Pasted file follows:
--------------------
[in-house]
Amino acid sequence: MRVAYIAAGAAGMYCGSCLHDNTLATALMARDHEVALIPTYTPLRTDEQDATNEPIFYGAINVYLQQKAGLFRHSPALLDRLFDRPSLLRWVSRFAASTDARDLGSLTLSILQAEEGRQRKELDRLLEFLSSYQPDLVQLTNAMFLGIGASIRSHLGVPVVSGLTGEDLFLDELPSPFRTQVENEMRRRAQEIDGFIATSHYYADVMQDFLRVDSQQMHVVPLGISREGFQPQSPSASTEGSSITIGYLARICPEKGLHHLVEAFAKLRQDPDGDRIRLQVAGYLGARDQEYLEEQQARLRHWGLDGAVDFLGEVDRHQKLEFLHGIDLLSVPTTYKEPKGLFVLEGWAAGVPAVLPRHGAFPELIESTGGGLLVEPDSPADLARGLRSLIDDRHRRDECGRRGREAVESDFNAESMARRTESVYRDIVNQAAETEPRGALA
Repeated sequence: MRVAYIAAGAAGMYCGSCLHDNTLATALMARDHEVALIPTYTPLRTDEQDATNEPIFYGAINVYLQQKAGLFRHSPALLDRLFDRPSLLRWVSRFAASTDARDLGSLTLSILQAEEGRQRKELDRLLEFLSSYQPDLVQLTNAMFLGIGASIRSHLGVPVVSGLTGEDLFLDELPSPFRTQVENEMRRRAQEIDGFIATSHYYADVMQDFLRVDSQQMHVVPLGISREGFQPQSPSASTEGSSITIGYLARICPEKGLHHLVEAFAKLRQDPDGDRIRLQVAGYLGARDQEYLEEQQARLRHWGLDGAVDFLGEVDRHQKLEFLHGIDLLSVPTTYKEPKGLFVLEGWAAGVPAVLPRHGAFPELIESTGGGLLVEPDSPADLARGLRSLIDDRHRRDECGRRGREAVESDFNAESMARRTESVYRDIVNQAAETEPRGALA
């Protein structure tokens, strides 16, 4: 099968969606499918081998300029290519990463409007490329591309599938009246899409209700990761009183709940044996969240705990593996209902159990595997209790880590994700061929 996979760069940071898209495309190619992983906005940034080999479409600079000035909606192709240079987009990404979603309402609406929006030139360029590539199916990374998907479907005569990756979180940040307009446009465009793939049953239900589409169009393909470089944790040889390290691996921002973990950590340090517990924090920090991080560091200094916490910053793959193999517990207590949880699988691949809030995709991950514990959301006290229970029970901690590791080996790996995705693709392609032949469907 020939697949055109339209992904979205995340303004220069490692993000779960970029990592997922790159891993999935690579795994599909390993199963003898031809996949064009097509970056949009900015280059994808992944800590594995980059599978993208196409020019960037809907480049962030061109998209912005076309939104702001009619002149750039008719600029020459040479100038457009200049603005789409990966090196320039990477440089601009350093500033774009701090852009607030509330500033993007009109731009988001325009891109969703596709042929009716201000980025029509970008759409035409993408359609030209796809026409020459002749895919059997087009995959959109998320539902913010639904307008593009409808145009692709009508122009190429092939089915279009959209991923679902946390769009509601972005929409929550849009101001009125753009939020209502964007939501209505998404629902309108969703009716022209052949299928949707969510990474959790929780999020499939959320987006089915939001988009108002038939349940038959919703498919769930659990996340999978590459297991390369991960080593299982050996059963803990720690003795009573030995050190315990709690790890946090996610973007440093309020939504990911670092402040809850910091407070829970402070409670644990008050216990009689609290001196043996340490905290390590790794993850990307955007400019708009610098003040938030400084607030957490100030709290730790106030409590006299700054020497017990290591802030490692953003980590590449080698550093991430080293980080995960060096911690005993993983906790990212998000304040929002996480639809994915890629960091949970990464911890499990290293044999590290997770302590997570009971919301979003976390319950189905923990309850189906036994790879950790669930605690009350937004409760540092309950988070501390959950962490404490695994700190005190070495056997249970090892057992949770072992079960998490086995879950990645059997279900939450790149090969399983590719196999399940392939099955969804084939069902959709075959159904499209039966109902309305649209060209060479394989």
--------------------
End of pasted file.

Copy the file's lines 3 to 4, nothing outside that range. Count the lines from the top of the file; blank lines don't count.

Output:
Repeated sequence: MRVAYIAAGAAGMYCGSCLHDNTLATALMARDHEVALIPTYTPLRTDEQDATNEPIFYGAINVYLQQKAGLFRHSPALLDRLFDRPSLLRWVSRFAASTDARDLGSLTLSILQAEEGRQRKELDRLLEFLSSYQPDLVQLTNAMFLGIGASIRSHLGVPVVSGLTGEDLFLDELPSPFRTQVENEMRRRAQEIDGFIATSHYYADVMQDFLRVDSQQMHVVPLGISREGFQPQSPSASTEGSSITIGYLARICPEKGLHHLVEAFAKLRQDPDGDRIRLQVAGYLGARDQEYLEEQQARLRHWGLDGAVDFLGEVDRHQKLEFLHGIDLLSVPTTYKEPKGLFVLEGWAAGVPAVLPRHGAFPELIESTGGGLLVEPDSPADLARGLRSLIDDRHRRDECGRRGREAVESDFNAESMARRTESVYRDIVNQAAETEPRGALA
């Protein structure tokens, strides 16, 4: 099968969606499918081998300029290519990463409007490329591309599938009246899409209700990761009183709940044996969240705990593996209902159990595997209790880590994700061929 996979760069940071898209495309190619992983906005940034080999479409600079000035909606192709240079987009990404979603309402609406929006030139360029590539199916990374998907479907005569990756979180940040307009446009465009793939049953239900589409169009393909470089944790040889390290691996921002973990950590340090517990924090920090991080560091200094916490910053793959193999517990207590949880699988691949809030995709991950514990959301006290229970029970901690590791080996790996995705693709392609032949469907 020939697949055109339209992904979205995340303004220069490692993000779960970029990592997922790159891993999935690579795994599909390993199963003898031809996949064009097509970056949009900015280059994808992944800590594995980059599978993208196409020019960037809907480049962030061109998209912005076309939104702001009619002149750039008719600029020459040479100038457009200049603005789409990966090196320039990477440089601009350093500033774009701090852009607030509330500033993007009109731009988001325009891109969703596709042929009716201000980025029509970008759409035409993408359609030209796809026409020459002749895919059997087009995959959109998320539902913010639904307008593009409808145009692709009508122009190429092939089915279009959209991923679902946390769009509601972005929409929550849009101001009125753009939020209502964007939501209505998404629902309108969703009716022209052949299928949707969510990474959790929780999020499939959320987006089915939001988009108002038939349940038959919703498919769930659990996340999978590459297991390369991960080593299982050996059963803990720690003795009573030995050190315990709690790890946090996610973007440093309020939504990911670092402040809850910091407070829970402070409670644990008050216990009689609290001196043996340490905290390590790794993850990307955007400019708009610098003040938030400084607030957490100030709290730790106030409590006299700054020497017990290591802030490692953003980590590449080698550093991430080293980080995960060096911690005993993983906790990212998000304040929002996480639809994915890629960091949970990464911890499990290293044999590290997770302590997570009971919301979003976390319950189905923990309850189906036994790879950790669930605690009350937004409760540092309950988070501390959950962490404490695994700190005190070495056997249970090892057992949770072992079960998490086995879950990645059997279900939450790149090969399983590719196999399940392939099955969804084939069902959709075959159904499209039966109902309305649209060209060479394989």